2288. thanatos
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thanatos: death
Original Word: θάνατος, ου, ὁ
Part of Speech: Noun, Masculine
Transliteration: thanatos
Phonetic Spelling: (than'-at-os)
Short Definition: death
Definition: death, physical or spiritual.

HELPS word-Studies

2288 thánatos (derived from 2348 /thnḗskō, "to die") – physical or spiritual death; (figuratively) separation from the life (salvation) of God forever by dying without first experiencing death to self to receive His gift of salvation.

NAS Exhaustive Concordance
Word Origin
from thnéskó
NASB Translation
danger of death (1), death (112), fatal (2), pestilence (3).

STRONGS NT 2288: θάνατος

θάνατος, θανάτου, (θανεῖν); the Sept. for מָוֶת and מוּת, also for דֶּבֶר pestilence (Winers Grammar, 29 note); (one of the nouns often anarthrous, cf. Winers Grammar, § 19, 1 under the word; (Buttmann, § 124, 8 c.); Grimm, commentary on Sap., p. 59); death;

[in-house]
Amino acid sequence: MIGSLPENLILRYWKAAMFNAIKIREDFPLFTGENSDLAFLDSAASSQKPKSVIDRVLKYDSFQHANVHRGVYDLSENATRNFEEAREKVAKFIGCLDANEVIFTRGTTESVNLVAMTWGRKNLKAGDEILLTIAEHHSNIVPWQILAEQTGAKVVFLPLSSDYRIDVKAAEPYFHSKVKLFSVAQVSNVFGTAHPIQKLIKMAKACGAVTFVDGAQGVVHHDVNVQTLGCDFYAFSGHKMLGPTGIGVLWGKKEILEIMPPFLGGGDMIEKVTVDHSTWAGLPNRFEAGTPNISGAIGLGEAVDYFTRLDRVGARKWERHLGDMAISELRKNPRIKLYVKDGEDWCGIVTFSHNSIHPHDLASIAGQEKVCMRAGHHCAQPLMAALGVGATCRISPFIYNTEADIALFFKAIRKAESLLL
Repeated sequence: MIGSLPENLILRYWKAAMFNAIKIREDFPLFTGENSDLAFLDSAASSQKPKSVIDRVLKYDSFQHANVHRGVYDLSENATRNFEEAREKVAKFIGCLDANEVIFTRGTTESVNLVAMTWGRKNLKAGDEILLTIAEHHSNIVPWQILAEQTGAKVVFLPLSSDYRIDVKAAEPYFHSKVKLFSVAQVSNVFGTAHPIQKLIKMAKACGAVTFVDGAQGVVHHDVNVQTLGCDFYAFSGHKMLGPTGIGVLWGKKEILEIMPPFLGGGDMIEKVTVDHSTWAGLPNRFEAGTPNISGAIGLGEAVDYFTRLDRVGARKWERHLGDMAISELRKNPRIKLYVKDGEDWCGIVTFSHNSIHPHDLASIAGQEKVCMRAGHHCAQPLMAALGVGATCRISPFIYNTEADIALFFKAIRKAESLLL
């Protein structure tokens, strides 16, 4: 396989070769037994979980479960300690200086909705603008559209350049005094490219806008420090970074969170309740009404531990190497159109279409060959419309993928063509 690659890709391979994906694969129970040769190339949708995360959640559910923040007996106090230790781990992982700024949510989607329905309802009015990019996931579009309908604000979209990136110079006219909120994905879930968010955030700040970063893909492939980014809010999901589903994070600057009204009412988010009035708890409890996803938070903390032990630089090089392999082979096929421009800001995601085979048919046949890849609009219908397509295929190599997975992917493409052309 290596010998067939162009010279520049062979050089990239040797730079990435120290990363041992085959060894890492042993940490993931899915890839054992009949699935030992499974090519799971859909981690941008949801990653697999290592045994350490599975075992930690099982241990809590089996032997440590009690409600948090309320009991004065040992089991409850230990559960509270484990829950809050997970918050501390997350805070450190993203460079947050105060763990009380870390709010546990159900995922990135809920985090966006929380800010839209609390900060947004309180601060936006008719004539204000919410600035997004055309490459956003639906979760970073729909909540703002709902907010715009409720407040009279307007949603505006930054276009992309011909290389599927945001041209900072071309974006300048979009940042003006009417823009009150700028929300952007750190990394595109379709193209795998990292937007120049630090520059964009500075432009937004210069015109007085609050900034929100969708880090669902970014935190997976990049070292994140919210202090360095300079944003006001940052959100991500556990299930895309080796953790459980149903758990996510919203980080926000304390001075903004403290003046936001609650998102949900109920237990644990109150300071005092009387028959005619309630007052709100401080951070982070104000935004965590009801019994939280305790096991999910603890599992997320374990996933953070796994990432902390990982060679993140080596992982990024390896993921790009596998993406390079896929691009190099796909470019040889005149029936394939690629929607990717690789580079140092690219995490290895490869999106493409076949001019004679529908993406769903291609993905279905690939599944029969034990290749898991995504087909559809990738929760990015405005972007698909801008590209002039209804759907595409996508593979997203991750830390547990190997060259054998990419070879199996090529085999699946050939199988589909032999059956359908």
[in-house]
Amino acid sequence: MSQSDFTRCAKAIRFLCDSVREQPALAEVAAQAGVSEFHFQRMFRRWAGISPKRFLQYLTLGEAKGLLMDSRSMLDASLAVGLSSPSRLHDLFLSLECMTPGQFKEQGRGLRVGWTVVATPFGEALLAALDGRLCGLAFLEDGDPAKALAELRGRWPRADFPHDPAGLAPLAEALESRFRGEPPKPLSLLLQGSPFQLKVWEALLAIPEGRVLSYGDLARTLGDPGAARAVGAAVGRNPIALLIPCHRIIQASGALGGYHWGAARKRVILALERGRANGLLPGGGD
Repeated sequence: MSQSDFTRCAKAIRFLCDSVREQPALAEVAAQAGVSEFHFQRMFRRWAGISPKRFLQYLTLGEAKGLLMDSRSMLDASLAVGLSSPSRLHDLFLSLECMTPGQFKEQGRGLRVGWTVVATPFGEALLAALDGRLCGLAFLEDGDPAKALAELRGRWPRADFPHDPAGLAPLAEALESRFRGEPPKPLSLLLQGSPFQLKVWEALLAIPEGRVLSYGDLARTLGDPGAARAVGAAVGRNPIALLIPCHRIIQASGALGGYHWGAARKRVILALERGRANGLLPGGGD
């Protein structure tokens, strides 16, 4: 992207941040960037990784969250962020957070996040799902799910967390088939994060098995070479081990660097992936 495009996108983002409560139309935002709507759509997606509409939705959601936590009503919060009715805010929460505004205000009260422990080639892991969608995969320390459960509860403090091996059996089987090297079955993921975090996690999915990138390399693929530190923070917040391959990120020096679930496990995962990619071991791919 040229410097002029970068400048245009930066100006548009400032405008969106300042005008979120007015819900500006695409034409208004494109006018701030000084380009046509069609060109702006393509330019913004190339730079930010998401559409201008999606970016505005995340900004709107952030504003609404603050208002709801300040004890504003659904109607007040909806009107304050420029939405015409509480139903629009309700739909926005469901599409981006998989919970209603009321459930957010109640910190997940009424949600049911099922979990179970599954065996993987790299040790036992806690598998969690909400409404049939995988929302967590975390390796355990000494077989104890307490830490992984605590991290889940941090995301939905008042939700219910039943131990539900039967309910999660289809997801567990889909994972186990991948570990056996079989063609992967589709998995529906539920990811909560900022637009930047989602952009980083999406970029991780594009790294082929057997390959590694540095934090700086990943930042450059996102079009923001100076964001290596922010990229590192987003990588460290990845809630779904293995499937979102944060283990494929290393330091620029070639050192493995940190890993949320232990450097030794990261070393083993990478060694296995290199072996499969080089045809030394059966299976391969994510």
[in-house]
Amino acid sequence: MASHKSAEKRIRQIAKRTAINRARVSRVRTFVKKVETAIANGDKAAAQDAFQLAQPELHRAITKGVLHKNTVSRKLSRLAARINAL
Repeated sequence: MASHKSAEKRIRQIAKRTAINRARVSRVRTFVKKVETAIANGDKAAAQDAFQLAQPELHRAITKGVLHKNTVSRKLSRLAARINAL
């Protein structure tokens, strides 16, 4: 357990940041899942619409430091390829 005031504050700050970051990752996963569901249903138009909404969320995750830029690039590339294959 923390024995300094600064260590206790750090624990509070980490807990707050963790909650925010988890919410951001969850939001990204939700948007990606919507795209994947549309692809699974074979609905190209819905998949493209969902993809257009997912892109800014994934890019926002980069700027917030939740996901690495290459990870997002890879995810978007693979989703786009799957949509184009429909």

1. properly, the death of the body, i. e. that separation (whether natural or violent) of the soul from the body by which the life on earth is ended: John 11:4 (13); Acts 2:24 (Tr marginal reading ᾅδου) (on this see ὠδίν); Philippians 2:27, 30; Hebrews 7:23; Hebrews 9:15; Revelation 9:6; Revelation 18:8; opposed to ζωή, Romans 8:38; 1 Corinthians 3:22; 2 Corinthians 1:9; Philippians 1:20; with the implied idea of future misery in the state beyond, 1 Corinthians 15:21; 2 Timothy 1:10; Hebrews 2:14f; equivalent to the power of death, 2 Corinthians 4:12. Since the nether world, the abode of the dead, was conceived of as being very dark, χώρα καί σκιά θανάτου (צַלְמָוֶת) is equivalent to the region of thickest darkness, i. e. figuratively, a region enveloped in the darkness of ignorance and sin: Matthew 4:16; Luke 1:79 (from Isaiah 9:2); θάνατος is used of the punishment of Christ, Romans 5:10; Romans 6:3-5; 1 Corinthians 11:26; Philippians 3:10; Colossians 1:22; Hebrews 2:(9),14; σῴζειν τινα ἐκ θανάτου, to free from the fear of death, to enable one to undergo death fearlessly, Hebrews 5:7 (but others besides); ῤύεσθαι ἐκ θανάτου, to deliver from the danger of death, 2 Corinthians 1:10; plural θανατοῖ, deaths (i. e. mortal perils) of various kinds, 2 Corinthians 11:23; περίλυπος ἕως θανάτου, even unto death, i. e. so that I am almost dying of sorrow, Matthew 26:38; Mark 14:34 (λελύπημαι ἕως θανάτου, Jonah 4:9; λύπη ἕως θανάτου, Sir. 37:2, cf, Judges 16:16); μέχρι θανάτου, so as not to refuse to undergo even death, Philippians 2:8; also ἄχρι θανάτου, Revelation 2:10; Revelation 12:11; ἐσφαγμένος εἰς θάνατον, that has received a deadly wound, Revelation 13:3; πληγή θανάτου, a deadly wound (death-stroke, cf. Winer's Grammar, § 34, 3 b.), Revelation 13:3, 12; ἰδεῖν θάνατον, to experience death, Luke 2:26; Hebrews 11:5; also γεύεσθαι θανάτου (see γεύω, 2), Matthew 16:28; Mark 9:1; Luke 9:27; διώκειν τινα ἄχρι θανάτου, even to destruction, Acts 22:4; κατακρίνειν τινα θανάτῳ, to condemn one to death (admortemdamnare, Tacitus), Matthew 20:18 (here Tdf. εἰς θάνατον); Mark 10:33, (see κατακρίνω, a.); πορεύεσθαι εἰς θάνατον, to undergo death, Luke 22:33; παραδιδόναι τινα εἰς θάνατον, that he may be put to death, Matthew 10:21; Mark 13:12; passive, to be given over to the peril of death, 2 Corinthians 4:11; παρέδωκαν ... εἰς κρίμα θανάτου, Luke 24:20; ἀποκτεῖναι τινα ἐν θανάτῳ (a Hebraism (cf. Buttmann, 184 (159f))), Revelation 2:23; Revelation 6:8 (cf. Winer's Grammar, 29 note); αἰτία θανάτου (see αἰτία, 2), Acts 13:28; Acts 28:18; ἄξιον τί θανάτου, some crime worthy of the penalty of death, Acts 23:29; Acts 25:11, 25; (Acts 26:31); Luke 23:15, 22 (here αἴτιον (which see 2 b.) θάνατος); ἔνοχος θανάτου, worthy of punishment by death, Matthew 26:66; Mark 14:64; θανάτῳ τελευτάτω, let him surely be put to death, Matthew 15:4; Mark 7:10, after Exodus 21:17 the Sept. (Hebrew יוּמָת מות); cf. Winers Grammar, § 44 at the end N. 3; (Buttmann, as above); θανάτου ... σταυροῦ, Philippians 2:8; ποιῶ θανάτῳ, by what kind of death, John 12:33; John 18:32; John 21:19. The inevitable necessity of dying, shared alike by all men, takes on in the popular imagination the form of a person, a tyrant, subjugating men to his power and confining them in his dark dominions: Romans 6:9; 1 Corinthians 15:(26),54,56; Revelation 21:4; Hades is associated with him as his partner: 1 Corinthians 15:55 R G; Revelation 1:18 (on which see κλείς); ,(a) (Psalm 17:5 (); Psalm 114:3 (); Hosea 13:14; Sir. 14:12).